Milwaukee Ends Compost Program
As recently as February the city was planning to greatly expand it.
The Department of Public Works is terminating its compost program just months after it unveiled a plan to expand the pilot program citywide.
Approximately 540 participants pay an extra monthly charge of $12.75 and are able to put their organic waste into a special 65-gallon container that a private contractor picks up. Since the program began in 2016, envisioned as a one-year pilot, over 680 tons of waste have been diverted from the landfill.
In February, DPW released a request for proposals (RFP) to expand the program beyond its current offering only for the East Side, Riverwest, Harambee, Walker’s Point and Bay View neighborhoods to a citywide offering. A waitlist exists for the pilot program currently.
But participants received an email in recent weeks announcing the program would be terminated at the end of September.
“We do not make this decision lightly, but feel if we are unable to offer a City program at this time, that it is important to support organics diversion and the local companies who are bolstering this industry,” wrote Longshore. A list of potential private operators was included, including Compost Crusader, Curby’s Compost, Waste Not, as were instructions on how to start with at-home composting.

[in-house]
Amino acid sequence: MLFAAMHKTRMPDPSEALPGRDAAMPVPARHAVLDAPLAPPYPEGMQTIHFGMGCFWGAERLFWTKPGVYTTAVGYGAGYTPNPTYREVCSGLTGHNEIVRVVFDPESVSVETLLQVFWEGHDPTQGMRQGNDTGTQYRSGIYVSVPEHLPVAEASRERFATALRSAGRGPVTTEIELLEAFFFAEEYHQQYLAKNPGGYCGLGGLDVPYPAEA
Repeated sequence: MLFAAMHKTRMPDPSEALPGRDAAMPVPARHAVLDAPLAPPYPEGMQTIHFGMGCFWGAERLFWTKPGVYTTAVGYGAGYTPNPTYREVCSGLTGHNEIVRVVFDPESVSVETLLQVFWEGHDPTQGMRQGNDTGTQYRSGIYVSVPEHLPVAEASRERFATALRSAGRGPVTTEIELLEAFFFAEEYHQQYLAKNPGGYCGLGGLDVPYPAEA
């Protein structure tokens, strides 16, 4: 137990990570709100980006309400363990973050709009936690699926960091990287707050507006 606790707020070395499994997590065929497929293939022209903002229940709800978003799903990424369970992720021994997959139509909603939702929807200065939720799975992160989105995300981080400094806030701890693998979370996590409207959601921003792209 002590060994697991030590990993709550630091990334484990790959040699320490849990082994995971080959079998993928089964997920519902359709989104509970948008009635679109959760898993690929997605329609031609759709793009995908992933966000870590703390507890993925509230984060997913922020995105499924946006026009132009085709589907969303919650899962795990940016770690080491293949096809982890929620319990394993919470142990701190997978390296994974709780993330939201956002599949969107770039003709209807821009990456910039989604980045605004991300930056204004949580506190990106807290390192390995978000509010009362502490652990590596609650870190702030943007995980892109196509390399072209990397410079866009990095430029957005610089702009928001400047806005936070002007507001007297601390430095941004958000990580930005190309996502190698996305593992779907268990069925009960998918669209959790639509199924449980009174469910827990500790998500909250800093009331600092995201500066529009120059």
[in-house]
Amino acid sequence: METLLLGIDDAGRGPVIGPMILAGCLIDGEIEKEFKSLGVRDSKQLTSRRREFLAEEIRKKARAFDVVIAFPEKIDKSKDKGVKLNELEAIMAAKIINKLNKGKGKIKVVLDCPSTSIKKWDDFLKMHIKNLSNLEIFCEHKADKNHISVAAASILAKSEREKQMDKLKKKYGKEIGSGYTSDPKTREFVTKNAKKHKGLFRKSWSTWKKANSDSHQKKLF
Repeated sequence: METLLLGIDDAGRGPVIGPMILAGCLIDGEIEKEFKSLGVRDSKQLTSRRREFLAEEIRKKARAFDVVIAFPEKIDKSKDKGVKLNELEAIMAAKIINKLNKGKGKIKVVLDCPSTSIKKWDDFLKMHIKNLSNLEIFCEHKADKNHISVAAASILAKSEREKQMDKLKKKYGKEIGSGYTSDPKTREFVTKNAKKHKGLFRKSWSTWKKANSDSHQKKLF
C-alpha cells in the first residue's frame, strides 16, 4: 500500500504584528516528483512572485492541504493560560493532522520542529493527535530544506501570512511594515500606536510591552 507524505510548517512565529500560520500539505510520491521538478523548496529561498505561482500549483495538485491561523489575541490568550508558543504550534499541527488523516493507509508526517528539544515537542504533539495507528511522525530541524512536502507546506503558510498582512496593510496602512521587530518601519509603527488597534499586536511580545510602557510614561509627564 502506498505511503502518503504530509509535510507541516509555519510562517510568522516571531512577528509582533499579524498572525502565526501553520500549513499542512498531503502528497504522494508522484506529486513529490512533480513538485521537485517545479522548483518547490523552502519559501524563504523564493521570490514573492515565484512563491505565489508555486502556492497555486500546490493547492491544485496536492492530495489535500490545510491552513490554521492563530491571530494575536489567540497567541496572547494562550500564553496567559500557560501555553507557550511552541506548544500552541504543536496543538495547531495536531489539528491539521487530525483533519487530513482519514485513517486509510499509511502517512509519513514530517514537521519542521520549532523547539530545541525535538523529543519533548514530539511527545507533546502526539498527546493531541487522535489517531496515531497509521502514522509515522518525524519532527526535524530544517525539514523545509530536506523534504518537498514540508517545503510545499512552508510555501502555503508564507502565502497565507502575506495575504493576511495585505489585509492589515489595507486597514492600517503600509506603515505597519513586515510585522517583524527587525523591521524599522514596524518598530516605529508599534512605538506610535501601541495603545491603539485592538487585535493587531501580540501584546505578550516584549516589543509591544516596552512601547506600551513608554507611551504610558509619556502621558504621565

“As the City of Milwaukee transitions from this pilot program, we are proud of the pilot having diverted over 700 tons of organic material from the landfill,” said the department in a statement. “While a City-wide program is not feasible it is important to support organics diversion. We’re encouraging subscribers and those on the wait list to connect with our recommended local providers, utilize at-home composting, and make use of our resources such as the annual spring compost bin sale and free composting classes in partnership with Keep Greater Milwaukee Beautiful.”
DPW provided an additional $1 per subscriber per month to Compost Crusader to support the program as an estimate of the city’s landfill savings.
The RFP issued by DPW required prospective vendors to establish a permanent program by committing to operating it for a minimum of five years and providing a growth plan for eventual citywide service.
A 2018 report provides greater detail on the program.
If you think stories like this are important, become a member of Urban Milwaukee and help support real, independent journalism. Plus you get some cool added benefits, all detailed here.